While from a musical point of view this record is irreprehensible (and several kinds of awesome), the lyrical content is a massive letdown. Don't get me wrong: in most of the music I like, the lyrics don't matter. I would have been content, with sounds as great as these, with lyrics that do not distract too much from the music. But there are some lines throughout the record that sound almost too cringeworthy to be true. Off The Record might be catchy and carefree, but that doesn't justify lyrics like ''Sorry Bout The Things That I Had To Say /And I'll Make It Up To You Right Now At The Penny Arcade''. Lay Low is supposed to be about sex, ok, but even Let's Get It On was subtler. The grand prize must go, however, to the song that I have already indicated as the filler on this record, Into the Woods: you won't believe that Jim James, folk icon with a huge cult following, is actually saying ''A Good Showerhead And My Right Hand/
The Two Best Lovers That I Ever Had'', or that when he sings of kittens on fire and babies in blenders (already awkward to begin with), you will hear matching SFX. I think the general flaw to be found here is one that I never thought I would point out in a rock band: My Morning Jacket, instead of taking themselves too seriously, don't take themselves seriously enough. Perhaps they thought that the vast scope of the record would come off as too ambitious and arrogant (which it totally doesn't, by the way.. it manages to remain warm and welcoming), and that they should offset that by means of lame jokes and overall subpar lyricism.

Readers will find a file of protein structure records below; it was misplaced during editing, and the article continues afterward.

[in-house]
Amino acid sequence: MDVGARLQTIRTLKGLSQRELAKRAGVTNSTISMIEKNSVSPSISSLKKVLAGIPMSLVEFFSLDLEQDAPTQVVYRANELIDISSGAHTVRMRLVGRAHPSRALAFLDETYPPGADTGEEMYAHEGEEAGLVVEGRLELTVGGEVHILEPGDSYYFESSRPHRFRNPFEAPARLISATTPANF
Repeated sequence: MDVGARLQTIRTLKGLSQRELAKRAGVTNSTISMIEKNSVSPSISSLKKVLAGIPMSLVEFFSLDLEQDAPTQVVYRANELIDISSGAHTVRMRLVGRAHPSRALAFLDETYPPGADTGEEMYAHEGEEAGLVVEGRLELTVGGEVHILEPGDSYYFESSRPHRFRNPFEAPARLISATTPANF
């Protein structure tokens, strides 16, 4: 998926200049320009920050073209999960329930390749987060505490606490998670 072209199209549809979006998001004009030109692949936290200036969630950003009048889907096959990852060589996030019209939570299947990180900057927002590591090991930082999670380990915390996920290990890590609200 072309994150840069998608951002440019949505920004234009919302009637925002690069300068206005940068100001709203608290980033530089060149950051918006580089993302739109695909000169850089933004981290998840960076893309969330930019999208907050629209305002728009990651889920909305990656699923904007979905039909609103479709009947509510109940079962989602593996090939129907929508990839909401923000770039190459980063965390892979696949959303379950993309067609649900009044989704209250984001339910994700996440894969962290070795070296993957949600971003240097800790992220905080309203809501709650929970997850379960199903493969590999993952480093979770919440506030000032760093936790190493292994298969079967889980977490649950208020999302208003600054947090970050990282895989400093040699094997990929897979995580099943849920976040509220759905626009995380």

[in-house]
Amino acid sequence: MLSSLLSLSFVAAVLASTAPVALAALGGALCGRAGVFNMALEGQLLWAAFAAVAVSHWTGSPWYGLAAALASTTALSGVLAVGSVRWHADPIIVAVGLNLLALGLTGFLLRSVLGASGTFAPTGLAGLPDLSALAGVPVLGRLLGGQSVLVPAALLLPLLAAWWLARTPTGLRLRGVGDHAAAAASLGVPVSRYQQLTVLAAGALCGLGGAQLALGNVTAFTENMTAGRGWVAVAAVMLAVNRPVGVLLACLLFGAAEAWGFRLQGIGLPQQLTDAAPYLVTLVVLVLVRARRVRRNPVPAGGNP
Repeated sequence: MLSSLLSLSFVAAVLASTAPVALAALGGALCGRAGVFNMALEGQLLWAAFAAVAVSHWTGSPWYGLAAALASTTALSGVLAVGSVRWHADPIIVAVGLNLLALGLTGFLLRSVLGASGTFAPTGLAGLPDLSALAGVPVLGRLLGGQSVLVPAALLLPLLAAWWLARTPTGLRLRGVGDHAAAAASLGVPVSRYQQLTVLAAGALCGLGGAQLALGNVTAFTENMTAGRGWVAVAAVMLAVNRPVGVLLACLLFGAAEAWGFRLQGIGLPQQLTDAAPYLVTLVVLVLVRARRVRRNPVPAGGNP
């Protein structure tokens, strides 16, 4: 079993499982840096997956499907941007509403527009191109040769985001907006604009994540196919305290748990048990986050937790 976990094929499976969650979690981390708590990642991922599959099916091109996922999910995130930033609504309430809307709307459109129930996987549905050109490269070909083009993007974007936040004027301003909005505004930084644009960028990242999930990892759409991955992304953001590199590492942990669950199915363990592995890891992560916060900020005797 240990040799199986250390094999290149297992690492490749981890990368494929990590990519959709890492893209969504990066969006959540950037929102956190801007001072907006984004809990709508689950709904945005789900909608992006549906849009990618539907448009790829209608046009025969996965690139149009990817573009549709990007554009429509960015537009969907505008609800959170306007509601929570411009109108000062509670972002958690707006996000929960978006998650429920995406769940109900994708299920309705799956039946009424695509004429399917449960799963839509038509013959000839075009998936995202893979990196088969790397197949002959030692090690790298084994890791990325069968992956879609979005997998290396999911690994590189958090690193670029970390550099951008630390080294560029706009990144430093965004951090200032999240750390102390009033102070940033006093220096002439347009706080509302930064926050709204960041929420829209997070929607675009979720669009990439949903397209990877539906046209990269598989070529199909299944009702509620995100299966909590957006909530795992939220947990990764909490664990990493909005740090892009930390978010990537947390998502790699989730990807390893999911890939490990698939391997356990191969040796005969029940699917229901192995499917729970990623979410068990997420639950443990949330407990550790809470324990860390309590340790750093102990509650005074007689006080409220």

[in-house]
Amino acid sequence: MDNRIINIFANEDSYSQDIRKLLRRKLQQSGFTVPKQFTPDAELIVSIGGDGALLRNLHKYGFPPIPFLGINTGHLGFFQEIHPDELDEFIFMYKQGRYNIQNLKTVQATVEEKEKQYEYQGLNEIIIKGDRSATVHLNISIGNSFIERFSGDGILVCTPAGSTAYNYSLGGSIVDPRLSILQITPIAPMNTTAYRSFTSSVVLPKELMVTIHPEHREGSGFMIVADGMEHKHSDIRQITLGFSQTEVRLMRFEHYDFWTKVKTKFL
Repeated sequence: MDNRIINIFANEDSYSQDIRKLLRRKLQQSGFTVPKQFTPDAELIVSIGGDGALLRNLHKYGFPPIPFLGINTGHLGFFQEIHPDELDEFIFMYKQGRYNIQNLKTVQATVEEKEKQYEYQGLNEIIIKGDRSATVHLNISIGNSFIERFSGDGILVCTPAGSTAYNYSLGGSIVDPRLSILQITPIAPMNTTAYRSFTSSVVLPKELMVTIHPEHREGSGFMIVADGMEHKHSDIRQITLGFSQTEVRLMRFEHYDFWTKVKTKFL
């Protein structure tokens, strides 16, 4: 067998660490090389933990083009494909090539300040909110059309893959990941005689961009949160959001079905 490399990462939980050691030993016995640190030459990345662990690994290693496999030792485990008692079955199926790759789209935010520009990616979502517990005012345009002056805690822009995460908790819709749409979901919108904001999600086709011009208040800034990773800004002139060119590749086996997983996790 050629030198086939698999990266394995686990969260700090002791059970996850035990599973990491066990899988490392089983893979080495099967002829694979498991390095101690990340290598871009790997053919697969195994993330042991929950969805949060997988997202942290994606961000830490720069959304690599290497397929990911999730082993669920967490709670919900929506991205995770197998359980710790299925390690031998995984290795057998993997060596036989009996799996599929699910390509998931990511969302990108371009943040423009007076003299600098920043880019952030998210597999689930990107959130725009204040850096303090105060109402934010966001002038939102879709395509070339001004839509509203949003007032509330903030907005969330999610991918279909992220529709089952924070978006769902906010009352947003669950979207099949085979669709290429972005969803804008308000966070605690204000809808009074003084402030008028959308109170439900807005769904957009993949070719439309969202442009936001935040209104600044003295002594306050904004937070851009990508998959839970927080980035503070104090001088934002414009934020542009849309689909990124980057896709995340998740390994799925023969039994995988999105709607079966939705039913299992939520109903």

Besides the buzzkill that are the lyrics, if you're willing to overlook that (I was, to a reasonable degree), this is one the most challenging, stimulating and original (but still accessible) rock records to have come out in recent history. Do yourself a favor and pick it up no matter what your musical background is.
do you know what pretentious means? Because your summary is dumb. Less off-putting TV on the Radio? Also I fail to see how music can be "irreprehensible", I mean, yes someone listening to some extreme metal may come to think of it as reprehensible (depending on their tastes) but it kind of does nothing to actually tell me what the music is like on this.
1. I made a clear point of what I felt was unpretentious (and excessively so) in this record. I honestly don't know how to make that point clearer: MMJ are among the least self-serious bands around, which allows them to step out of their comfort zone but is also a burden.
2. Less off-putting TV On The Radio. This review has been written after everyone has said all they had to say about the record, naming the same influences ad nauseam. I tried to avoid that. But I don't think it's far-fetched.
3. Irreprehensible is not a word I used to describe the music, but in counterposition with the awfulness of the music. And I mean irreprehensible, as in, you have a hard time casting valid criticism on it [which is perhaps stretching the original meaning a bit, but I expect it to be clear]. And also, the lyrics are fucking reprehensible. They are a crime against the english language.